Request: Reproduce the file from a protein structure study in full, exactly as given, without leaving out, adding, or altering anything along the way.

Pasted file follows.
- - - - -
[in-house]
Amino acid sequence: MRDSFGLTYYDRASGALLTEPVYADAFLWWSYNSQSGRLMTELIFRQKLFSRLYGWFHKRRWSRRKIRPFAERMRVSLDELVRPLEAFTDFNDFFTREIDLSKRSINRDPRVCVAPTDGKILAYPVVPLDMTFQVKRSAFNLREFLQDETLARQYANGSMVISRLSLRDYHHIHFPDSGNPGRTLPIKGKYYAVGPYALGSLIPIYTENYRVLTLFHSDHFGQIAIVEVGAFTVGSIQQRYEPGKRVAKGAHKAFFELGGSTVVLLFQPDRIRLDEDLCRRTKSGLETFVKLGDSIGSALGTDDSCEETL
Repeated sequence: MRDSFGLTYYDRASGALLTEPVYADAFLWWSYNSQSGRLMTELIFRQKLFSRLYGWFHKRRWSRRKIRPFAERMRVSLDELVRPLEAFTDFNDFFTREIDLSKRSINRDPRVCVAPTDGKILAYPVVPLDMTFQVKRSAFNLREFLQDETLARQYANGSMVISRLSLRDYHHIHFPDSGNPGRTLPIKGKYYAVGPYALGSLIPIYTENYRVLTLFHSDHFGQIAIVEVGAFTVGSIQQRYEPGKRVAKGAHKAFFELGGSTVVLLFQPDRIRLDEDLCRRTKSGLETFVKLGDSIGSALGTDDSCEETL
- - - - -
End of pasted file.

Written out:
[in-house]
Amino acid sequence: MRDSFGLTYYDRASGALLTEPVYADAFLWWSYNSQSGRLMTELIFRQKLFSRLYGWFHKRRWSRRKIRPFAERMRVSLDELVRPLEAFTDFNDFFTREIDLSKRSINRDPRVCVAPTDGKILAYPVVPLDMTFQVKRSAFNLREFLQDETLARQYANGSMVISRLSLRDYHHIHFPDSGNPGRTLPIKGKYYAVGPYALGSLIPIYTENYRVLTLFHSDHFGQIAIVEVGAFTVGSIQQRYEPGKRVAKGAHKAFFELGGSTVVLLFQPDRIRLDEDLCRRTKSGLETFVKLGDSIGSALGTDDSCEETL
Repeated sequence: MRDSFGLTYYDRASGALLTEPVYADAFLWWSYNSQSGRLMTELIFRQKLFSRLYGWFHKRRWSRRKIRPFAERMRVSLDELVRPLEAFTDFNDFFTREIDLSKRSINRDPRVCVAPTDGKILAYPVVPLDMTFQVKRSAFNLREFLQDETLARQYANGSMVISRLSLRDYHHIHFPDSGNPGRTLPIKGKYYAVGPYALGSLIPIYTENYRVLTLFHSDHFGQIAIVEVGAFTVGSIQQRYEPGKRVAKGAHKAFFELGGSTVVLLFQPDRIRLDEDLCRRTKSGLETFVKLGDSIGSALGTDDSCEETL